Pilot said gear handle was “stuck” half way up and would not move either direction no matter how hard he pushed. Left landing gear is pinned against clam door under hydraulic pressure. I took picture from my plane while we were thinking about what to do. Not wanting to break gear handle off, we decided to pull T handle to dump hydraulic pressure. Gear handle then went to “down “ easily and gear fell out and three green. Great!

He said that he wanted to “try it again”. Really, really bad idea that we abandoned after some discussion and we flew to Stallion 51 with the gear down and locked. The brothers put it up on jacks and swung gear. Very same thing happened.

Dented clam door a little bit more so stopped doing that.

Replaced a couple bucks worth of o rings and gear worked perfectly. thumbsup. Hammered out dent on lip of clam door and we were on our way to Sun n Fun.

Interesting story and I think with a few lessons.

Always swing gear even when you don’t think it is necessary. Don’t break off gear handle. Landing with gear stuck in position as in picture above would have been a disaster.

If the gear is down and locked and three green, never ever “try it again” in flight. Asking for trouble.

– Tony Buechler – P-51D – 44-72942 “Petie 2nd”

PREVENTATIVE LANDING GEAR ROD ASSEMBLY RETRACT SPRING INSTALLATION

As a preventative measure and safety enhancement, AirCorps recommends the installation of a spring between the retract rod and the extrusion in the gear well on the inboard (cylinder) side of the rod assembly.

Installing Broken Rod End Retract Spring

Parts Required

(2) Spring – MS24586

(2) AN742D10 or MS21919DG10 Adel Clamp

(4) AN42-B4A Eyebolts or AN5261032R8

(4) AN365-1032A Nuts

Work performed between station 50 & station 61.5 of wing assembly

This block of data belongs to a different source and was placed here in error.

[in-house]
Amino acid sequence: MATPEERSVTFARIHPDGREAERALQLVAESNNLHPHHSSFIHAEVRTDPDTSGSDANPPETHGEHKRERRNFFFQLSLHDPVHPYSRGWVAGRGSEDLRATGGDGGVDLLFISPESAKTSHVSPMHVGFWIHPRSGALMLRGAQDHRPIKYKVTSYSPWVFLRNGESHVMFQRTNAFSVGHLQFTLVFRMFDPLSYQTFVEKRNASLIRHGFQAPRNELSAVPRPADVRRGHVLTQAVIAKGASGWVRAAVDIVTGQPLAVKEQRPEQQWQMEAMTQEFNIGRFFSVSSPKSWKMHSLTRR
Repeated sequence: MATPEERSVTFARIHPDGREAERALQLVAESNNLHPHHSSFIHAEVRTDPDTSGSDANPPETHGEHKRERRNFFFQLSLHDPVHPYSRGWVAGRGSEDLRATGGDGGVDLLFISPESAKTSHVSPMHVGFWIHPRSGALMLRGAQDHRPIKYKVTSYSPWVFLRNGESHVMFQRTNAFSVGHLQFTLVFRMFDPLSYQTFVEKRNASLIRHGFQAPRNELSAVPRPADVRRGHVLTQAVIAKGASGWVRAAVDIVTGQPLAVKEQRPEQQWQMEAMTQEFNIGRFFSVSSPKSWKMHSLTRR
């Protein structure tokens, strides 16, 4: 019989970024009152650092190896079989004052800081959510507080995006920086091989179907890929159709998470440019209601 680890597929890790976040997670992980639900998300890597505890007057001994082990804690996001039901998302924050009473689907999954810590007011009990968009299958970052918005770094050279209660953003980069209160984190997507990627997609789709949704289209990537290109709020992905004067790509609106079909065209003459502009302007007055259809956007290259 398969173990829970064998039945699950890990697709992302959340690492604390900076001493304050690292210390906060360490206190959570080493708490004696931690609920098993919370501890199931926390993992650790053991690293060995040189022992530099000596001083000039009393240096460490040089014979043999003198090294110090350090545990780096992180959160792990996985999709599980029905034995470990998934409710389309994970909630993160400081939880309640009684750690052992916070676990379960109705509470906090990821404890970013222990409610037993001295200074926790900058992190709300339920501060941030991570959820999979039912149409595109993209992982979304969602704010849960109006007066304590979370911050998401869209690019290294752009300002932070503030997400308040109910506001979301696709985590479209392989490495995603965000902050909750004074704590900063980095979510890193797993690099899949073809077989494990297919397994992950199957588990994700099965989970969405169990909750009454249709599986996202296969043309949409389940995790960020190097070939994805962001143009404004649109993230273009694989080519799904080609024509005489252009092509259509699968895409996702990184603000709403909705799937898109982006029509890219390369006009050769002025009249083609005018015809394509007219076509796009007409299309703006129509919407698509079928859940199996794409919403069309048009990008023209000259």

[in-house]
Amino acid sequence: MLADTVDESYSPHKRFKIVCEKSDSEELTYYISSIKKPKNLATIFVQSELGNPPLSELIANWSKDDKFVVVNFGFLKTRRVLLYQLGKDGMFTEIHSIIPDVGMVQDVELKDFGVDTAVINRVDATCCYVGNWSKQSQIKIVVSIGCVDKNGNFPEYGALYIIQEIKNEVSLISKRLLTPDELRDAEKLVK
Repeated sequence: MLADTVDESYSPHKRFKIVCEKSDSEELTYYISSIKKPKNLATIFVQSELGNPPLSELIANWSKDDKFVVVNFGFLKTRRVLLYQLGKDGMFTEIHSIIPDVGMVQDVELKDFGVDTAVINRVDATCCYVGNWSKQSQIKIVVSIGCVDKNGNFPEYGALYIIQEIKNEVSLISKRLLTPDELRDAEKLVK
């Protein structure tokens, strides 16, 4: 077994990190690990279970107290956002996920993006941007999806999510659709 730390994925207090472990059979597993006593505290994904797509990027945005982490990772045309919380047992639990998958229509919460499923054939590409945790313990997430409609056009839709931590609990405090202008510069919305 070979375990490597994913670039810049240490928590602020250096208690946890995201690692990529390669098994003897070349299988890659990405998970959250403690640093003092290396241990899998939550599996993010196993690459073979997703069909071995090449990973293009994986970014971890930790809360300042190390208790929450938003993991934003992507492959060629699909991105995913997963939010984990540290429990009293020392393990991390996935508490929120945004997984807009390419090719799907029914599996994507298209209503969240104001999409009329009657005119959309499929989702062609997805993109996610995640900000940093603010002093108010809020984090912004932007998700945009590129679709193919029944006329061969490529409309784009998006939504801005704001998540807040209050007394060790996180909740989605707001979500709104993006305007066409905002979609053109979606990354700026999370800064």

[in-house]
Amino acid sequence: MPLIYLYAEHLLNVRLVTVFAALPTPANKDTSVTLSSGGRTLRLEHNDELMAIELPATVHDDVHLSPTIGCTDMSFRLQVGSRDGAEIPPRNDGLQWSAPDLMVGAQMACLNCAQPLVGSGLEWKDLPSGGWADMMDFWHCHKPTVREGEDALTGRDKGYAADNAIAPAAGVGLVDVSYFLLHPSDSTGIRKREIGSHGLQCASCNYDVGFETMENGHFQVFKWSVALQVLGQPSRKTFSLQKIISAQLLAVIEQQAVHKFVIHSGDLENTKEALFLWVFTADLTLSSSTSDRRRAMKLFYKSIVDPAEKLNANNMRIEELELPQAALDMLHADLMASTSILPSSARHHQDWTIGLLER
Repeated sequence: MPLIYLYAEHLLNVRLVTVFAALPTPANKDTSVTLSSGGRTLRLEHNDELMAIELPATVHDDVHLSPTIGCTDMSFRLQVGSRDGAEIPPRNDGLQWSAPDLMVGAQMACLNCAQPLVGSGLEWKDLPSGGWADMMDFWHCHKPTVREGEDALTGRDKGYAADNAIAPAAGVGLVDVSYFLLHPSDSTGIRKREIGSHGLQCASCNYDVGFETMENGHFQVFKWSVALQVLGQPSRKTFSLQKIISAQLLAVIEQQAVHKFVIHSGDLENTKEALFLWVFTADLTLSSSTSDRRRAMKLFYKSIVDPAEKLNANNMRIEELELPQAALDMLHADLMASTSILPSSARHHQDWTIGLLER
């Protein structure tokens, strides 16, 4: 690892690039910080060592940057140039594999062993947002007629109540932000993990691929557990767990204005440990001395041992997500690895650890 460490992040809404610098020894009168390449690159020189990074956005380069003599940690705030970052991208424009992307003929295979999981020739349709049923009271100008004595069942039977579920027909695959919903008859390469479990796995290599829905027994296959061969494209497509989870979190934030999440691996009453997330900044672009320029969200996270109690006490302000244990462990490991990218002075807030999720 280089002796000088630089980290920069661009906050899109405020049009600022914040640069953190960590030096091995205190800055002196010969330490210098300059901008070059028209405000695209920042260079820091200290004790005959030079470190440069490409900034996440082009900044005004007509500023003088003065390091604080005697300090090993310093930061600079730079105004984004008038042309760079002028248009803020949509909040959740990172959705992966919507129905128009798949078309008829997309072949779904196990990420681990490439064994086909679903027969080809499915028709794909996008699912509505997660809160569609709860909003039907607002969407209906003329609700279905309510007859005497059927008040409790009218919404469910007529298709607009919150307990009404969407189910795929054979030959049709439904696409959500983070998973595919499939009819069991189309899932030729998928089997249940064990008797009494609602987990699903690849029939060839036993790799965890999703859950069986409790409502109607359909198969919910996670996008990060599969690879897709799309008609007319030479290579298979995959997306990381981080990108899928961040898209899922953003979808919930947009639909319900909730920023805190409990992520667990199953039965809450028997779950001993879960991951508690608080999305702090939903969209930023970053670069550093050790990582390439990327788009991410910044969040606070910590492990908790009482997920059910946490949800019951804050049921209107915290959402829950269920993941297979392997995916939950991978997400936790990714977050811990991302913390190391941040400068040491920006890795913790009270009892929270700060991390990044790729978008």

1. Remove center rivet on back to back stringers (P/N left wing 106-14033-10, -11 & P/N right wing 106-14033-16, -17) – it is important for spring to pull outboard
  2. Install AN42-B4 & AN365-1032A through drilled out rivet on stringer
  3. Attach AN742D10 or MS21919DG10 Adel clamp and AN365-1032A on inboard (cylinder) side of 73-33578 rod assembly
  4. Close Adel clamp with AN42-B4A
  5. Connect spring between eyebolts

WHEN PURCHASING

AirCorps Aviation has PMA approval for 73-33578-3 rod assembly and for the individual parts that make up the assembly.

If you’re replacing any parts 73-33578-3 ROD ASSEM – LANDING GEAR RETRACTING STRUT CONNECTING, ensure airworthiness prior to purchasing by inspecting for cracks, straightness, and finish. If swapping out ATE-6N rod ends, operators and maintainers should confirm them to be the heavier variant.

AirCorps can provide parts, perform inspections, answer questions, and assembly services related to this rod assembly as well as overhaul of landing gear, system components, and installations.

AVAILABLE FOR PURCHASE

ATE-6N – Heavy Rod Ends

73-33578-3-ACP Rod Assembly – Landing Gear Retract Strut Connecting PMA approved

73-33578-2-ACP Tube – Landing Gear Retract Strut Connecting PMA approved

THANK YOU

Thank you to the community of operators, maintainers and mustang experts for assisting and contributing to the composition of this post. Namely Doug Rozendahl, Rich Palmer, Glenn Wegmann, Mark Murphy, Tony Buechler, and NATA for their assistance and support.

DISCLAIMER

WHILE AIRCORPS (VENDOR) BELIEVES THAT THE INFORMATION CONTAINED THEREIN IS ACCURATE AND CORRECT, VENDOR DOES NOT WARRANT THE ACCURACY OR THE CORRECTNESS OF ANY DRAWINGS, MANUALS, OR THE INFORMATION CONTAINED THEREIN. THE INFORMATION, DRAWINGS AND REFERENCE MATERIAL ARE SUPPLIED TO THE CUSTOMER ON AN “AS IS” BASIS WITHOUT ANY WARRANTIES, EXPRESS OR IMPLIED, INCLUDING, BUT NOT LIMITED TO, ANY WARRANTIES OF MERCHANTABILITY OR FITNESS FOR ANY PARTICULAR PURPOSE.  ALL WORK SHOULD BE COMPLETED IN ACCORDANCE WITH FAA REGULATIONS AND APPROVED DATA.